Steven Brown, editor in chief
I recently attended a conference in Washington D.C. where attendees debated the future of energy competition in North America.
To be perfectly honest, there really wasn’t a lot of debate going on at the conference. This was a decidedly pro-competition gathering, what one daily publication referred to as an “echo chamber” for deregulation proponents. The keynote speaker was from an organization whose slogan reads: “Electricity Competition IS the Public Interest,” and many of the conference’s panelists were from Texas, whose mostly successful foray into competition bears little resemblance to experiments anywhere else in North America.
To continue with the honesty trend, I’ll have to admit I’m not entirely sold on the idea that full wholesale and retail competition can work in the electric power industry. Fire away with your letters to the editor if your opinion runs contrary.
At this conference in D.C., several speakers mentioned that one of the real benefits of competition in any industry is a surge of innovative product offerings. This is pretty standard rhetoric among the pro-competition crowd, who like to point to telecom offerings like Call Waiting and Caller ID that apparently wouldn’t have come about had AT&T not been broken up into the Baby Bells.
Again, I’m skeptical. But, I’m also an inherently open-minded sort, and I will admit that the competitive providers in Texas make a compelling argument that a restructured, open power market is working there.
So, since the conference, I’ve been thinking a lot about competition in electric power, and that has colored my thinking as I’ve read about two “smart grid” projects at CenterPoint Energy and TXU.
CenterPoint Energy Houston Electric is following its 2005 broadband over power line pilot project with a deployment of “intelligent grid” technology. The deployment involves electric and gas AMR, remote connection/disconnection of electric service, and automated outage detection and restoration using the BPL network as the communications medium. CenterPoint Energy will deploy the technology this year in three separate areas of Houston.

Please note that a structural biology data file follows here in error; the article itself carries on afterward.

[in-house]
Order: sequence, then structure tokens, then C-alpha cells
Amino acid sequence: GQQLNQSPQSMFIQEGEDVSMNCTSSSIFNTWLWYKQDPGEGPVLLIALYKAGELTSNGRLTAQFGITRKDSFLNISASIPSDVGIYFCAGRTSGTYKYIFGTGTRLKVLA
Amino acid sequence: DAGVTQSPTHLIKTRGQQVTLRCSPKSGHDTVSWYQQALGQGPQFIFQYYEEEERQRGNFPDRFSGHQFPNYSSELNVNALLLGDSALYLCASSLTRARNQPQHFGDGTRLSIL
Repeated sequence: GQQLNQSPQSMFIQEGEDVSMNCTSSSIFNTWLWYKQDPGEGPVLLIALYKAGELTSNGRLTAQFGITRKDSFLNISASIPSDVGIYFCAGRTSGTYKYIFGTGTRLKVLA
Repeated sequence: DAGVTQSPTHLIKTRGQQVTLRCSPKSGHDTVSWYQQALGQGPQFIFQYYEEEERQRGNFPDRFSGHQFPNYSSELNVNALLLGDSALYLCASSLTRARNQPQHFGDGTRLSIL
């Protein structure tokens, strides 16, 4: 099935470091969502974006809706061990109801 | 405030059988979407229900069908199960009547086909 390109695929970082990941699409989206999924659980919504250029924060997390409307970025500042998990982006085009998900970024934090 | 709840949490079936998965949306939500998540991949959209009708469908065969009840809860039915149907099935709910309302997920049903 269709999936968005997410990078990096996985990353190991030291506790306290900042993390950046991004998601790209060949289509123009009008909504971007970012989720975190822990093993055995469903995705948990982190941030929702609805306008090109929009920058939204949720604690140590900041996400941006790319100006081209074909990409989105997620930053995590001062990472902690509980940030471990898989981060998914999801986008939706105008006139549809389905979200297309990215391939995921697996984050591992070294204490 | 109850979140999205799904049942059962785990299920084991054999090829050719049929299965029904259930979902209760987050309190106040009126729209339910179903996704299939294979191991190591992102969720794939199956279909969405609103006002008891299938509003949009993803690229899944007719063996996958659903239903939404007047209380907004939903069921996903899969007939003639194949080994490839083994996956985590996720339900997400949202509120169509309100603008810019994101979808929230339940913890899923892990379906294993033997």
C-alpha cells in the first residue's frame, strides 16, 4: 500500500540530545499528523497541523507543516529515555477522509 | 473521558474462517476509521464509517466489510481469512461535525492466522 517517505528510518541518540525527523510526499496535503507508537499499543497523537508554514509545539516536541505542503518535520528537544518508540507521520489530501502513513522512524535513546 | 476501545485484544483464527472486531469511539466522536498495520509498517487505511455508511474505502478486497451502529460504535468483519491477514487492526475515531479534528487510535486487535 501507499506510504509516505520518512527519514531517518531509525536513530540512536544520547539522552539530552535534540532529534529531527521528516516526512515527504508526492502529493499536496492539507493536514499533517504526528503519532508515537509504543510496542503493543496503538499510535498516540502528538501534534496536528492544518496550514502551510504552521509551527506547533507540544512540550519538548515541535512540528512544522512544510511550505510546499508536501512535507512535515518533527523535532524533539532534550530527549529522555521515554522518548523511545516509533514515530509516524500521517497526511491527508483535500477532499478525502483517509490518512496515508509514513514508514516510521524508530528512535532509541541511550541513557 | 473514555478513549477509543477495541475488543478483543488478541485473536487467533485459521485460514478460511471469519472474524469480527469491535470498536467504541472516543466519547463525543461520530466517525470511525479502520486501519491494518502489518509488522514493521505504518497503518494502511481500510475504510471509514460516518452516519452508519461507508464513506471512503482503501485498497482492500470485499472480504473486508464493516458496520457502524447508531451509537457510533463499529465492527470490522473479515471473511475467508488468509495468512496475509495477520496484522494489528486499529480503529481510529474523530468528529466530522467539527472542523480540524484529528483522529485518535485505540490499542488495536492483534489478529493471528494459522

Meanwhile, TXU Electric Delivery is working with Current Communications Group to turn its distribution network into what it’s calling the “nation’s first broadband-enabled smart grid.”
According to TXU: “Current will design, build and operate the BPL network covering the majority of the TXU Electric Delivery service area, including approximately 2 million homes and businesses in the Dallas-Fort Worth Metroplex and other Texas communities. This modernized grid will dramatically enhance TXU Electric Delivery’s ability to deliver top-decile electric service reliability and provide the potential for additional products and services from retail electric providers that will enable businesses and consumers to manage their electricity usage and costs.”
TXU says the BPL network will allow it to detect and restore outages more effectively and implement AMR more efficiently. Additionally, Current will use the network to deliver broadband and wireless services to homes and businesses served by TXU’s wires.
Is it coincidence that these two innovative smart grid/BPL projects are both going on in the only state that seems to be doing electric power competition correctly? Do I need to change my thinking on the subject of free-markets and power? Does competition truly breed innovation, or is innovation an inevitable consequence of human evolution (i.e., wouldn’t I have my Call Waiting, and wouldn’t Joe Customer in Dallas have his BPL, regardless of government-mandated competition)?
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